Approximate Gradient Coding in Random and Adversarial Settings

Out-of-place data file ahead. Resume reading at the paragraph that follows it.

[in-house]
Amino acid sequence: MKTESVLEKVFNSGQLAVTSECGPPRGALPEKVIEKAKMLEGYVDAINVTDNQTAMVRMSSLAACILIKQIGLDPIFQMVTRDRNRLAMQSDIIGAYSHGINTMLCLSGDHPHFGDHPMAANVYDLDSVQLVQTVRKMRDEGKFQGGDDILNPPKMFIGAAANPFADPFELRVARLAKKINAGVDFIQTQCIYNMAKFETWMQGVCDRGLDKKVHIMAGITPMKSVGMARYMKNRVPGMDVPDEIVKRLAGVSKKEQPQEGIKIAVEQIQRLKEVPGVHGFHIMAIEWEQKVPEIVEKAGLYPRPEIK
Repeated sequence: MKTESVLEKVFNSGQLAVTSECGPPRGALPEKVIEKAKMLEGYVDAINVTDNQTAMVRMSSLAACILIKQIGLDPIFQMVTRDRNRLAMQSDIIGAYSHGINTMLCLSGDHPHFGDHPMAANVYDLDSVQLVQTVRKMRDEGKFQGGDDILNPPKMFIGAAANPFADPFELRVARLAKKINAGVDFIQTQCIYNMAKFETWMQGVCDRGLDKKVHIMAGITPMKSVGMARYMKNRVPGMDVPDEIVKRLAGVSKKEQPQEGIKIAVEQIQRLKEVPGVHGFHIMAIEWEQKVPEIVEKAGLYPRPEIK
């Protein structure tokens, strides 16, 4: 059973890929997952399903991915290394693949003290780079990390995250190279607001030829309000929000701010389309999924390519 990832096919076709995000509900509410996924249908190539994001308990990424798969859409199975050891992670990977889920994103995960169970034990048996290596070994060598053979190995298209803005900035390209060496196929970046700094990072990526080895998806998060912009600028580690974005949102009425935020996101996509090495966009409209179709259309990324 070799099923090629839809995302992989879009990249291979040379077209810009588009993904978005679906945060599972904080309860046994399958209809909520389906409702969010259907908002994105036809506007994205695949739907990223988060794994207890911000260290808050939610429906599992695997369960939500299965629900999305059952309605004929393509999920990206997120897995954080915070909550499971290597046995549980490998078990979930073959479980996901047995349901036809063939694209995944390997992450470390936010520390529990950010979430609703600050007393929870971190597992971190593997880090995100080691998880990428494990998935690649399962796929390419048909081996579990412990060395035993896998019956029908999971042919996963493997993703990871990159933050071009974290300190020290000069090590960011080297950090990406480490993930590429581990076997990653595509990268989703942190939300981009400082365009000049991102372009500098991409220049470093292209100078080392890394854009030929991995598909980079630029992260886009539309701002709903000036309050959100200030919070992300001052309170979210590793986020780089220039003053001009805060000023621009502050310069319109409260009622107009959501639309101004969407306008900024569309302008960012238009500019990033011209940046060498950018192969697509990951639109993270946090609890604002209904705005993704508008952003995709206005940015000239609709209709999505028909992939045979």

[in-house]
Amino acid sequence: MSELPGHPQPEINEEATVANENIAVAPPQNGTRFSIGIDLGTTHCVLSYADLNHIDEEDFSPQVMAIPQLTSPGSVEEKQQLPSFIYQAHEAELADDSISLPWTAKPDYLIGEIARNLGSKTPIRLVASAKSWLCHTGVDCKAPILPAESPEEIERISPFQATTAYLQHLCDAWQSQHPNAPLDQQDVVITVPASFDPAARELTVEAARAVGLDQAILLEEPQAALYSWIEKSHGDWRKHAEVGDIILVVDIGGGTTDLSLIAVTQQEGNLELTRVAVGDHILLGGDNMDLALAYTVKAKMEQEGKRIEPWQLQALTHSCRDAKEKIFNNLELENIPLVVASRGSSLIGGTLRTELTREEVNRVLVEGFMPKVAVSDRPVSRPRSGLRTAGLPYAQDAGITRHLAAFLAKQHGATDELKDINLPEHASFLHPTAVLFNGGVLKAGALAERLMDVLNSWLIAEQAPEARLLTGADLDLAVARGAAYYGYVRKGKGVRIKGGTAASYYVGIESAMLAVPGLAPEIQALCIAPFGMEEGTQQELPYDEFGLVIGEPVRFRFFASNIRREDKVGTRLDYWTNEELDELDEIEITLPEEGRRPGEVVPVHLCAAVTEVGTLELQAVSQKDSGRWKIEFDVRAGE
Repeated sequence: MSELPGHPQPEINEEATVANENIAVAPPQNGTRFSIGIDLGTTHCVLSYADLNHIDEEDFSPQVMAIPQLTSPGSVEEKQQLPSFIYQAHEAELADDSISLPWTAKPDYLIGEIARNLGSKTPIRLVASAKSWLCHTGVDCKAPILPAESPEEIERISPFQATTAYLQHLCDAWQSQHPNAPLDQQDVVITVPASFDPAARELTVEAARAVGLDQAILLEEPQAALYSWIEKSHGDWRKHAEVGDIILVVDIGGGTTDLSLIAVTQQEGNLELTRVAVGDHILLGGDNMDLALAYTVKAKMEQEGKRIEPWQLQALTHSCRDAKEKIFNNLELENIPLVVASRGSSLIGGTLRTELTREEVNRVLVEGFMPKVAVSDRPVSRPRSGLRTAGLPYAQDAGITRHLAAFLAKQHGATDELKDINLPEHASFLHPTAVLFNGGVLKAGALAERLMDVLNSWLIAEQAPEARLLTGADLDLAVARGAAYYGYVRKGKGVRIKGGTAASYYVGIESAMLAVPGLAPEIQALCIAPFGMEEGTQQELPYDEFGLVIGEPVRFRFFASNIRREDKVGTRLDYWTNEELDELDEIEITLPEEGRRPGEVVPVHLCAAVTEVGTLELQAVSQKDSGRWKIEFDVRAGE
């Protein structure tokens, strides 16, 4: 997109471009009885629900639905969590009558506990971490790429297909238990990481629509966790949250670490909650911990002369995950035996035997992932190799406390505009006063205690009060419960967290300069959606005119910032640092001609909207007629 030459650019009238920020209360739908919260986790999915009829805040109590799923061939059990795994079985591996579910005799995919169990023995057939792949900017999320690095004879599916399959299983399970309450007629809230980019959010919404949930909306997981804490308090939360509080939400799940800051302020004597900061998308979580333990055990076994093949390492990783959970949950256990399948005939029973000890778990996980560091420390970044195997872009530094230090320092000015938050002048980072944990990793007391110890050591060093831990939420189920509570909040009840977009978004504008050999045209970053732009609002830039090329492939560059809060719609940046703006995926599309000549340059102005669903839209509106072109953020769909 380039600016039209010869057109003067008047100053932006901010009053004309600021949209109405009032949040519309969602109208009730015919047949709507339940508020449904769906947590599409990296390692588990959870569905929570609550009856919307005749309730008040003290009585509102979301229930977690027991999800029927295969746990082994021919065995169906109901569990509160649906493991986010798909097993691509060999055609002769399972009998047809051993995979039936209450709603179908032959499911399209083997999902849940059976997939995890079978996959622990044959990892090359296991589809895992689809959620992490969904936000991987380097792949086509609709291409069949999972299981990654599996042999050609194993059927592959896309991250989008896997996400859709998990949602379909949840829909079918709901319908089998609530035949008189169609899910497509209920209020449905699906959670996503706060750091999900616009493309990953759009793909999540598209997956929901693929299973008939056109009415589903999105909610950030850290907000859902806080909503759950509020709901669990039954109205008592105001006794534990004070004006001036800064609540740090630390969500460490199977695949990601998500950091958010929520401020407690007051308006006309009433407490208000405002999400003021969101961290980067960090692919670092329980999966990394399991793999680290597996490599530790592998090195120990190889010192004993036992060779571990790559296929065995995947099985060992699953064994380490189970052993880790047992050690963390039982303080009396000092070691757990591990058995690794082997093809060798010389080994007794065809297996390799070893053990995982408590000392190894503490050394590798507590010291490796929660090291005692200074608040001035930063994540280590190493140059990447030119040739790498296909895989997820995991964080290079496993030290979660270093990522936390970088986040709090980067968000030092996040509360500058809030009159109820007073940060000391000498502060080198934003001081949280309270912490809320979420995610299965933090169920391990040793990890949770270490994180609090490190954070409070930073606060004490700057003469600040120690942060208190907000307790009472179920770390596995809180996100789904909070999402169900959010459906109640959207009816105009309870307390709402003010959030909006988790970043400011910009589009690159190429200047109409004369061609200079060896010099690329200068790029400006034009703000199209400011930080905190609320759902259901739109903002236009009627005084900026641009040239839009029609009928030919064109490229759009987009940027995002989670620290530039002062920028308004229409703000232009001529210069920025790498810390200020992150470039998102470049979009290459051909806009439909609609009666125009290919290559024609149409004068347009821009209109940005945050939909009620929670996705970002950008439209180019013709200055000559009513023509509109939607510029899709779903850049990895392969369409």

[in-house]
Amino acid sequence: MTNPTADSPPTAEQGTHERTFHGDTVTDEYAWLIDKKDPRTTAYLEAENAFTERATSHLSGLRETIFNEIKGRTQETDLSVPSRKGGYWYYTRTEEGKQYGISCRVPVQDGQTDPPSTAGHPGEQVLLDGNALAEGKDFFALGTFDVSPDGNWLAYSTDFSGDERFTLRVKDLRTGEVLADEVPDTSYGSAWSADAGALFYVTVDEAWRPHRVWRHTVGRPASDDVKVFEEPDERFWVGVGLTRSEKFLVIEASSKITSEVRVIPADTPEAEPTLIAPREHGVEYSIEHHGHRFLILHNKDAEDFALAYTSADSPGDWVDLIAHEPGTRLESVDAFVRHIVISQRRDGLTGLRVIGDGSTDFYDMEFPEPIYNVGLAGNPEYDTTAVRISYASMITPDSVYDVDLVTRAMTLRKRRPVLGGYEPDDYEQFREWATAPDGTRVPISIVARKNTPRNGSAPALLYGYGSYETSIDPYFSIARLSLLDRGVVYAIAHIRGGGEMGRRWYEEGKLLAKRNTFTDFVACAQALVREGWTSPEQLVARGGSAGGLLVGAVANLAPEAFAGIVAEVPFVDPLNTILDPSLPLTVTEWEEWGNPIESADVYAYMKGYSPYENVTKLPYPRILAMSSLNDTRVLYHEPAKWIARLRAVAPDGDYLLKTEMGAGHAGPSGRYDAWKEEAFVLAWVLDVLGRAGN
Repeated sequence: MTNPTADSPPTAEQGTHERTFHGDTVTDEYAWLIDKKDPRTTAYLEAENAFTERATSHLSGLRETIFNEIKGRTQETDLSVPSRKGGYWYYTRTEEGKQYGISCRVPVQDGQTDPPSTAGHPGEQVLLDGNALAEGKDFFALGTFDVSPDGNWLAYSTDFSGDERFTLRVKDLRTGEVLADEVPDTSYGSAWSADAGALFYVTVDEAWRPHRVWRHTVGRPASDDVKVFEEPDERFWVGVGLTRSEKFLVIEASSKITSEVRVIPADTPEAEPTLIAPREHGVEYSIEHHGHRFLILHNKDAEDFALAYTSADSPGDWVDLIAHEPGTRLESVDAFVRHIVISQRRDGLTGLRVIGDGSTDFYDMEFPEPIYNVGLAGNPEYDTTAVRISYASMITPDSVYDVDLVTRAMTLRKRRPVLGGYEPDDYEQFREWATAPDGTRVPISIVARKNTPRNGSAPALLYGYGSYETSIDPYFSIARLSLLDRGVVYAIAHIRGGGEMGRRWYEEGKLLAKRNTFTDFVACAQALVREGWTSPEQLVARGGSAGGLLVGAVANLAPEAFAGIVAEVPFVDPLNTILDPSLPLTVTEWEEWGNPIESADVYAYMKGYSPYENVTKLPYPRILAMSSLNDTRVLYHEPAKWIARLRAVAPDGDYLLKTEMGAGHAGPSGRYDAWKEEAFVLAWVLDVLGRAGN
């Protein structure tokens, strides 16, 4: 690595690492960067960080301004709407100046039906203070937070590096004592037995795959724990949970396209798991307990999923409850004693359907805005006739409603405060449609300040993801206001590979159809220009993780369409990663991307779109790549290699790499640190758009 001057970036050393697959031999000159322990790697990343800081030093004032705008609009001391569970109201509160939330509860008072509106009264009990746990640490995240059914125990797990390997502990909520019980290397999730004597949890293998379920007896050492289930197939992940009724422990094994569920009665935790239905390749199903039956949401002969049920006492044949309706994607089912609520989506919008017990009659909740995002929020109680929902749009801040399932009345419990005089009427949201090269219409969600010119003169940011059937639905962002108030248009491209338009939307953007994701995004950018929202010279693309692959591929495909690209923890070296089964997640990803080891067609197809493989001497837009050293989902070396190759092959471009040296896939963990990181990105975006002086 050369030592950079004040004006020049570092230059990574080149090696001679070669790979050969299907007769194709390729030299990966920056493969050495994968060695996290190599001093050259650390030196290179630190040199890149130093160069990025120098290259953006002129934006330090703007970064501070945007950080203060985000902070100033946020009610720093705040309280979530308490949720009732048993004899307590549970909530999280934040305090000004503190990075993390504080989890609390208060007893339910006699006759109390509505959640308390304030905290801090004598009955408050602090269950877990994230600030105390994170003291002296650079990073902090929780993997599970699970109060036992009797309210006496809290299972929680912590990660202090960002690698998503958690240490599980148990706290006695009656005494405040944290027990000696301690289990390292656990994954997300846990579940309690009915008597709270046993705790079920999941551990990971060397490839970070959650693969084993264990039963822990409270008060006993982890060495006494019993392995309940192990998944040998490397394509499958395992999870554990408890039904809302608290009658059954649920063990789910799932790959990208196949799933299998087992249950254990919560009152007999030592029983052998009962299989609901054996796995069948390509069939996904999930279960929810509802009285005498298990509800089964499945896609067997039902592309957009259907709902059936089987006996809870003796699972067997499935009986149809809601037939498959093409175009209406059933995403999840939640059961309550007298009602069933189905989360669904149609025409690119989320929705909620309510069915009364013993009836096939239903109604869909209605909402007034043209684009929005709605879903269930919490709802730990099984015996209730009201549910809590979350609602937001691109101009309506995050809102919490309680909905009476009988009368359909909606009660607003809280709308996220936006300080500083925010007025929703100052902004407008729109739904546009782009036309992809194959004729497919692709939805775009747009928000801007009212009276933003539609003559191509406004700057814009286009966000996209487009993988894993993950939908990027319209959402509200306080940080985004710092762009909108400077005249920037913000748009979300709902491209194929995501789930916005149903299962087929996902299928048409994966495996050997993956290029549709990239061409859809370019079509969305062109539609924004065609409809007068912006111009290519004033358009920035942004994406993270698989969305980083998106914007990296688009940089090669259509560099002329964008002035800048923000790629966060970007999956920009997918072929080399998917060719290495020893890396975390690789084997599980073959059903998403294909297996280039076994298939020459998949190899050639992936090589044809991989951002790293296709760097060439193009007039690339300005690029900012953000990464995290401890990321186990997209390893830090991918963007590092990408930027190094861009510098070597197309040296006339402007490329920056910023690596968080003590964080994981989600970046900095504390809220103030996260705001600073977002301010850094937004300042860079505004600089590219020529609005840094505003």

Distributed algorithms are often beset by the straggler effect, where the slowest compute nodes in the system dictate the overall running time. Gradient coding uses coding-theoretic techniques to mitigate stragglers via algorithmic redundancy. Prior work has mainly focused on exact recovery of the desired output. However, slightly inexact solutions can be acceptable in applications that are robust to noise, such as model training via gradient-based algorithms. In this talk, we will present computationally simple gradient codes based on sparse random graphs that guarantee fast and approximately accurate distributed computation. We first present two gradient codes that can tolerate large numbers of random and adversarial stragglers, respectively. We then show that we can interpolate between these codes to obtain the stochastic block code (SBC), a gradient code based on the stochastic block model. We show that SBCs are efficient, accurate, and resistant to polynomial-time adversaries.